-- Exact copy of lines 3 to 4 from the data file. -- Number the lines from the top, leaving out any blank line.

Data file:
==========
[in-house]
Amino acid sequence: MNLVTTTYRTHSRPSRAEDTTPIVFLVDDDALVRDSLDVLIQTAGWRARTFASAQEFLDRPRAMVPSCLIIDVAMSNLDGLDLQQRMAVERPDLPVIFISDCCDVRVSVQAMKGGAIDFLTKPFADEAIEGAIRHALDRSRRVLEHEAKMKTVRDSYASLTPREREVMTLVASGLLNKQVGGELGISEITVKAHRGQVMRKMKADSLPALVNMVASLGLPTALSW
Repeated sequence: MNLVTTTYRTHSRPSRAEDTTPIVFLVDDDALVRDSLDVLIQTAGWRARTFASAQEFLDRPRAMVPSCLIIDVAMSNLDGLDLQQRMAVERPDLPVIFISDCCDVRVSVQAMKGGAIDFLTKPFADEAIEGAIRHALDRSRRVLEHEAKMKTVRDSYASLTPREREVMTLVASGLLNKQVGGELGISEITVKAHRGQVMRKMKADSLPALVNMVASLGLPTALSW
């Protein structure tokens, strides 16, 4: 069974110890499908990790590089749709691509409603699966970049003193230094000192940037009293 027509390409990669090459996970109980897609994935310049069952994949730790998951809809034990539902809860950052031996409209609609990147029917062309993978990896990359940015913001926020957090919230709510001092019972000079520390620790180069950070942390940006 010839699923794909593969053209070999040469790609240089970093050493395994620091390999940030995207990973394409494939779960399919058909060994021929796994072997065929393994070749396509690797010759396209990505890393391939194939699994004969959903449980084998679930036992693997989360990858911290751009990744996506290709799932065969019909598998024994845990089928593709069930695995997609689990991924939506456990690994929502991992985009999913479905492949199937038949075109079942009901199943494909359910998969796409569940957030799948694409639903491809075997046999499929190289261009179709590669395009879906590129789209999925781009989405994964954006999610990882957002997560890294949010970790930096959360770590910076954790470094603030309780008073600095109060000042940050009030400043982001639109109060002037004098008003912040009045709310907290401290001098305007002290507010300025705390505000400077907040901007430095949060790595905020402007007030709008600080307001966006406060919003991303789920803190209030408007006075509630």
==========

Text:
Repeated sequence: MNLVTTTYRTHSRPSRAEDTTPIVFLVDDDALVRDSLDVLIQTAGWRARTFASAQEFLDRPRAMVPSCLIIDVAMSNLDGLDLQQRMAVERPDLPVIFISDCCDVRVSVQAMKGGAIDFLTKPFADEAIEGAIRHALDRSRRVLEHEAKMKTVRDSYASLTPREREVMTLVASGLLNKQVGGELGISEITVKAHRGQVMRKMKADSLPALVNMVASLGLPTALSW
């Protein structure tokens, strides 16, 4: 069974110890499908990790590089749709691509409603699966970049003193230094000192940037009293 027509390409990669090459996970109980897609994935310049069952994949730790998951809809034990539902809860950052031996409209609609990147029917062309993978990896990359940015913001926020957090919230709510001092019972000079520390620790180069950070942390940006 010839699923794909593969053209070999040469790609240089970093050493395994620091390999940030995207990973394409494939779960399919058909060994021929796994072997065929393994070749396509690797010759396209990505890393391939194939699994004969959903449980084998679930036992693997989360990858911290751009990744996506290709799932065969019909598998024994845990089928593709069930695995997609689990991924939506456990690994929502991992985009999913479905492949199937038949075109079942009901199943494909359910998969796409569940957030799948694409639903491809075997046999499929190289261009179709590669395009879906590129789209999925781009989405994964954006999610990882957002997560890294949010970790930096959360770590910076954790470094603030309780008073600095109060000042940050009030400043982001639109109060002037004098008003912040009045709310907290401290001098305007002290507010300025705390505000400077907040901007430095949060790595905020402007007030709008600080307001966006406060919003991303789920803190209030408007006075509630």